The bigger picture reason for all this, beyond a big market opportunity and beyond more tools to facilitate embedded software design, is systems engineering. As Chuck says, more and more products (not just cars--but they're the poster child for this) are incorporating code. Some have more software code than mechanical parts. That said, engineers can no longer afford to do embedded software design in systems that aren't connected to their other core development tools like MCAD and its related CAE stuff. ANSYS' move is designed to address that need for integrated systems, not siloes, and to foster a broader systems engineering approach to product design, particularly when it comes to simulation.
The embedded market is sorely in need of this. Today, it's said that embedded software development accounts for 70-80% of the development cost of a project. Also, it's said that the costs are $20-$40 per line of code. That means the development cost of an embedded product with a million lines of code could be $20 to $40 million. Given those numbers, anything that streamlines embedded software development is going to be welcome.
I've written about embedded software (and hardware) before, but I'm sure not the expert in this area. I wouldn't be surprised if this combination is a first, yet you'd think it would have happened by now, considering how long IDEs for embedded have been around and how long ago embedded hardware became ubiquitous. Anyway, it sure makes sense!
That appears to be the case, Ann. I know of a lot of CAD vendors buying embedded software platforms (PTC's acquisition of MKS Integrity) and others adding embedded software capabilities and integration of such programs into their suites, but this is the first time I've seen a similar step by a pure CAE vendor. Perhaps I'm missing something so if I am, someone feel free to set me straight.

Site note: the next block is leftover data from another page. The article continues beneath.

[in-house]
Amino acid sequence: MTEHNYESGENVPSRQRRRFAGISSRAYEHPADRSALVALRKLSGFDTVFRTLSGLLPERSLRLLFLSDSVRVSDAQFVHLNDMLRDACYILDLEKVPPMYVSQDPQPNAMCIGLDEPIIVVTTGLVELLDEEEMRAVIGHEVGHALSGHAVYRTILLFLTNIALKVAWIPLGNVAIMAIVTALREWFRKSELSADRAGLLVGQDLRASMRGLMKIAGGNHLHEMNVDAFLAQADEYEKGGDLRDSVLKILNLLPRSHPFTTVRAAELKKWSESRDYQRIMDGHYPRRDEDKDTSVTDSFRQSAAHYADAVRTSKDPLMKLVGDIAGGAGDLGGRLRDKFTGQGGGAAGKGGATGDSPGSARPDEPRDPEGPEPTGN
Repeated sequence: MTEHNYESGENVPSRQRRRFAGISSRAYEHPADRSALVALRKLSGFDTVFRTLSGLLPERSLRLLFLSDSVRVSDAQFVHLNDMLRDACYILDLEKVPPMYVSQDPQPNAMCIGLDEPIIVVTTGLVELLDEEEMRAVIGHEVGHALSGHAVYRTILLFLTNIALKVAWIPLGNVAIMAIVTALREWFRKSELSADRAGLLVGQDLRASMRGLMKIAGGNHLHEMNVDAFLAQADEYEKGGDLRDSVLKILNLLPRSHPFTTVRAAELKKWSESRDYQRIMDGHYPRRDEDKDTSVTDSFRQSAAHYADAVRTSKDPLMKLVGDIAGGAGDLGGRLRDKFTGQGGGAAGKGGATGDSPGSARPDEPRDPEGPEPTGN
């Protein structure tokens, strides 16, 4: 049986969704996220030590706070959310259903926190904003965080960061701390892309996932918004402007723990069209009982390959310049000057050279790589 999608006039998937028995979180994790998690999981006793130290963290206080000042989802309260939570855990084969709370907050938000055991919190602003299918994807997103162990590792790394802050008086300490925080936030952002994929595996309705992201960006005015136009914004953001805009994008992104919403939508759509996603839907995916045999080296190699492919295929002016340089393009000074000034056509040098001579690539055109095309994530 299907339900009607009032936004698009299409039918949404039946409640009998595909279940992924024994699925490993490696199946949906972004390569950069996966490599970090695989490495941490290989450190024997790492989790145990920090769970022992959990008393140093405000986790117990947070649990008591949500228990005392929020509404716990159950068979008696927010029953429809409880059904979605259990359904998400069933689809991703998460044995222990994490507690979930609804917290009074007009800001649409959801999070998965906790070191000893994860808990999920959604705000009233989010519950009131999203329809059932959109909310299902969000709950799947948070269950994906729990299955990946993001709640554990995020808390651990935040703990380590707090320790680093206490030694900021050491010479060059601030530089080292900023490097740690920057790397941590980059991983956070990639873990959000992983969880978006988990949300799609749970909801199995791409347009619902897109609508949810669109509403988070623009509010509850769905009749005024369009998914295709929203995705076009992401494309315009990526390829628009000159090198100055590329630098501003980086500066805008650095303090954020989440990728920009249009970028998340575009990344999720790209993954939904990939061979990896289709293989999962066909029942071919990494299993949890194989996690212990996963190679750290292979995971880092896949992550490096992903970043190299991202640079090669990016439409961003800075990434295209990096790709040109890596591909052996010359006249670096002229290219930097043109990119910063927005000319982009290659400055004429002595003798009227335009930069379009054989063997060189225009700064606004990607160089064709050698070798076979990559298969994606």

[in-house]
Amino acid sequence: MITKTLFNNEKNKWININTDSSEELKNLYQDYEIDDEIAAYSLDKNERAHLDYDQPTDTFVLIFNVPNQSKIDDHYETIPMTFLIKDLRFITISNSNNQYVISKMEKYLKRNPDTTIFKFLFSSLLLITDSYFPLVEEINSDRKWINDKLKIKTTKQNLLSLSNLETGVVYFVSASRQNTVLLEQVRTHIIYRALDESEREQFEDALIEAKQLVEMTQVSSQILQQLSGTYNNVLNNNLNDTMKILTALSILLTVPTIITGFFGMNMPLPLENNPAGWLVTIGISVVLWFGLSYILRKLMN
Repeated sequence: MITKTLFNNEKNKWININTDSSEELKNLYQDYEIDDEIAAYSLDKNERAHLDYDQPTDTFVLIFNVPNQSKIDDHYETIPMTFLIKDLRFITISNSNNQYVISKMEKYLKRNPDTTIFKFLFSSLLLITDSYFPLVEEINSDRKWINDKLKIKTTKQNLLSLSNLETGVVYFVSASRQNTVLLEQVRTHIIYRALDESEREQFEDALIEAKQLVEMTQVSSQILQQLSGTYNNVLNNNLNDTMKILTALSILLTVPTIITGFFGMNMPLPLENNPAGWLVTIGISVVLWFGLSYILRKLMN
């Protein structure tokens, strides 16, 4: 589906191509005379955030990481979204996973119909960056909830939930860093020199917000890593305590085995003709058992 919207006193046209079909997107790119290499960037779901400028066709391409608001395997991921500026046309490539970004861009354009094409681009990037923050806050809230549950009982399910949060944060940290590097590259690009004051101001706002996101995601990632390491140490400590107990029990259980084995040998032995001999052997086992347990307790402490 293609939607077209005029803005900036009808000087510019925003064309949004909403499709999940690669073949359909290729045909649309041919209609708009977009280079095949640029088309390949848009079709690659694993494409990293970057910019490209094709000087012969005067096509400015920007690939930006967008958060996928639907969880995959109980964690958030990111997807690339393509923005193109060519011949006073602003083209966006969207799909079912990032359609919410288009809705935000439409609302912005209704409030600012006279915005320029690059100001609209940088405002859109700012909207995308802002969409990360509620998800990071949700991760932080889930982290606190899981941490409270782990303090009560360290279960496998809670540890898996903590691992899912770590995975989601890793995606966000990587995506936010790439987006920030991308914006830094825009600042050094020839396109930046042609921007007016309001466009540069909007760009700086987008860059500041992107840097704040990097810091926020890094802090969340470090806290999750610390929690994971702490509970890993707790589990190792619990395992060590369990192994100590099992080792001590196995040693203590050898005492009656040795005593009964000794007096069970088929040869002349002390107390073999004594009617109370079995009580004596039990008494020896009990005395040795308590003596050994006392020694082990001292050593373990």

Beth, it looks like Esterel's SCADE Suite may include an IDE (integrated development environment) for embedded software, is that right? And it also looks like ANSYS wants to combine that with its simulation capabilities. Is this the first such combination?
Robots that walk have come a long way from simple barebones walking machines or pairs of legs without an upper body and head. Much of the research these days focuses on making more humanoid robots. But they are not all created equal.
The IEEE Computer Society has named the top 10 trends for 2014. You can expect the convergence of cloud computing and mobile devices, advances in health care data and devices, as well as privacy issues in social media to make the headlines. And 3D printing came out of nowhere to make a big splash.
For industrial control applications, or even a simple assembly line, that machine can go almost 24/7 without a break. But what happens when the task is a little more complex? That’s where the “smart” machine would come in. The smart machine is one that has some simple (or complex in some cases) processing capability to be able to adapt to changing conditions. Such machines are suited for a host of applications, including automotive, aerospace, defense, medical, computers and electronics, telecommunications, consumer goods, and so on. This discussion will examine what’s possible with smart machines, and what tradeoffs need to be made to implement such a solution.